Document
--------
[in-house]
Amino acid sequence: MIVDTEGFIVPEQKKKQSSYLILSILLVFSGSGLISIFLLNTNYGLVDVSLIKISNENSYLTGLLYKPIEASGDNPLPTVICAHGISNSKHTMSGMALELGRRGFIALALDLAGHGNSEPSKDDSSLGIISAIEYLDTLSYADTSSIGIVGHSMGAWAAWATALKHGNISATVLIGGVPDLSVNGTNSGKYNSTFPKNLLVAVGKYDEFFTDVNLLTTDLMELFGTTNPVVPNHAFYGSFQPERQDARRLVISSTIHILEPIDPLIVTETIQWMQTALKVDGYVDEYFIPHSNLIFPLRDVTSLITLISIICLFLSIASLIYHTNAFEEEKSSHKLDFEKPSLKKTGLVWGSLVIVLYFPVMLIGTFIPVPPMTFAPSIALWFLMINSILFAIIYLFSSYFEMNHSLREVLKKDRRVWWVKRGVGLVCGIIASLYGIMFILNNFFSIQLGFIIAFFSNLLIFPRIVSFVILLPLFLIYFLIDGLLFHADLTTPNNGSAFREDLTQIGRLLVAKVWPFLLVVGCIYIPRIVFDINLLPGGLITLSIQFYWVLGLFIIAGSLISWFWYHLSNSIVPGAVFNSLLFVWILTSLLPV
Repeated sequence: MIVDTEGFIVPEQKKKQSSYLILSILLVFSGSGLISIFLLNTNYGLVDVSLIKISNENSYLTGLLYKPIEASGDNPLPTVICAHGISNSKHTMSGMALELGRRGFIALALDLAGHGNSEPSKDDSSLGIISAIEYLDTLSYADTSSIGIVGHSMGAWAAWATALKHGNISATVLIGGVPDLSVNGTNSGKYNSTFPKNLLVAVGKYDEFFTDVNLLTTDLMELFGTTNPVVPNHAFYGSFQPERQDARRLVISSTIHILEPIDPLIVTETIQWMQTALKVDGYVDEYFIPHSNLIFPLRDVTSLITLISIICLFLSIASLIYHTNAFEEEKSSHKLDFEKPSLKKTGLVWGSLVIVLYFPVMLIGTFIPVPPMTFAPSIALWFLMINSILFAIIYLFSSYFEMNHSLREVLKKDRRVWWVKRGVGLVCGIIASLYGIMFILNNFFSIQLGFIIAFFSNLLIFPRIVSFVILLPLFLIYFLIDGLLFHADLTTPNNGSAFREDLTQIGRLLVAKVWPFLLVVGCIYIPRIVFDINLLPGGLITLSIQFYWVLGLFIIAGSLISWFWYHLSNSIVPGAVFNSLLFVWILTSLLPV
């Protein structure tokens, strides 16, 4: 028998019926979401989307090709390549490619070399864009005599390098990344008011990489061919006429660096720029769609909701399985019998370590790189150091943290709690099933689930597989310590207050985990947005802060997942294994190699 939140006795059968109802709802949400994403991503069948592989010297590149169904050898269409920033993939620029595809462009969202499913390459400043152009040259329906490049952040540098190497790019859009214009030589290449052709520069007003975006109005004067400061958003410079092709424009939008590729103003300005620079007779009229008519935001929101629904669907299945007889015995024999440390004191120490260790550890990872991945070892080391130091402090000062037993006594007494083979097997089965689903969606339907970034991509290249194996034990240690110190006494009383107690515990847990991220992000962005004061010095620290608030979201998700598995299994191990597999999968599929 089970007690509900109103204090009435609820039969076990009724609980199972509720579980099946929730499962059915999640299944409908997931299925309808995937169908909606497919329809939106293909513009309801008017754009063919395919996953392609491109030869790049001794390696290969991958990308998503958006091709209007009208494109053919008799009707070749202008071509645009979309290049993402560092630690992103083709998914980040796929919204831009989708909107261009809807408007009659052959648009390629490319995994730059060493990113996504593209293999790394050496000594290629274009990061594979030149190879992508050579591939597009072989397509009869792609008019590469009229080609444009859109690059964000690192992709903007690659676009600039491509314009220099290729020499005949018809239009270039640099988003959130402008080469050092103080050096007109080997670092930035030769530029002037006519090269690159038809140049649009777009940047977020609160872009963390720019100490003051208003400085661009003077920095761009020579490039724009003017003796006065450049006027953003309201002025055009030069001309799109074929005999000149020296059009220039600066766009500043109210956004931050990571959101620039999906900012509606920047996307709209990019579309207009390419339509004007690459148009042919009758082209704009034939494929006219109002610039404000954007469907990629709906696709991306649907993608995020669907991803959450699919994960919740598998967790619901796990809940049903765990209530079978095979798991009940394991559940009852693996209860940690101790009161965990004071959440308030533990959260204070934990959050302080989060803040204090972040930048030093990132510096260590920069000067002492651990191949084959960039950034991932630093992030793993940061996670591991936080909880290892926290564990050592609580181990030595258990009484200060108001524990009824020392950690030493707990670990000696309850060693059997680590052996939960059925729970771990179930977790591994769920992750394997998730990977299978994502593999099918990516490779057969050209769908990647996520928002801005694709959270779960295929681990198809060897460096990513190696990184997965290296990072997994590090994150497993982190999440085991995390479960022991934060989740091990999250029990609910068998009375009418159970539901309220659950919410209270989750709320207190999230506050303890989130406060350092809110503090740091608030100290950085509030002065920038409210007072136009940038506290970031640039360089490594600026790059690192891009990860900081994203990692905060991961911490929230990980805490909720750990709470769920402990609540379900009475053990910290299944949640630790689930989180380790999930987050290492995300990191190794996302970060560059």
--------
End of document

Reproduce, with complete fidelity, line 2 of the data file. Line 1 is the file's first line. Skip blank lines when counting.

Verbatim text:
Amino acid sequence: MIVDTEGFIVPEQKKKQSSYLILSILLVFSGSGLISIFLLNTNYGLVDVSLIKISNENSYLTGLLYKPIEASGDNPLPTVICAHGISNSKHTMSGMALELGRRGFIALALDLAGHGNSEPSKDDSSLGIISAIEYLDTLSYADTSSIGIVGHSMGAWAAWATALKHGNISATVLIGGVPDLSVNGTNSGKYNSTFPKNLLVAVGKYDEFFTDVNLLTTDLMELFGTTNPVVPNHAFYGSFQPERQDARRLVISSTIHILEPIDPLIVTETIQWMQTALKVDGYVDEYFIPHSNLIFPLRDVTSLITLISIICLFLSIASLIYHTNAFEEEKSSHKLDFEKPSLKKTGLVWGSLVIVLYFPVMLIGTFIPVPPMTFAPSIALWFLMINSILFAIIYLFSSYFEMNHSLREVLKKDRRVWWVKRGVGLVCGIIASLYGIMFILNNFFSIQLGFIIAFFSNLLIFPRIVSFVILLPLFLIYFLIDGLLFHADLTTPNNGSAFREDLTQIGRLLVAKVWPFLLVVGCIYIPRIVFDINLLPGGLITLSIQFYWVLGLFIIAGSLISWFWYHLSNSIVPGAVFNSLLFVWILTSLLPV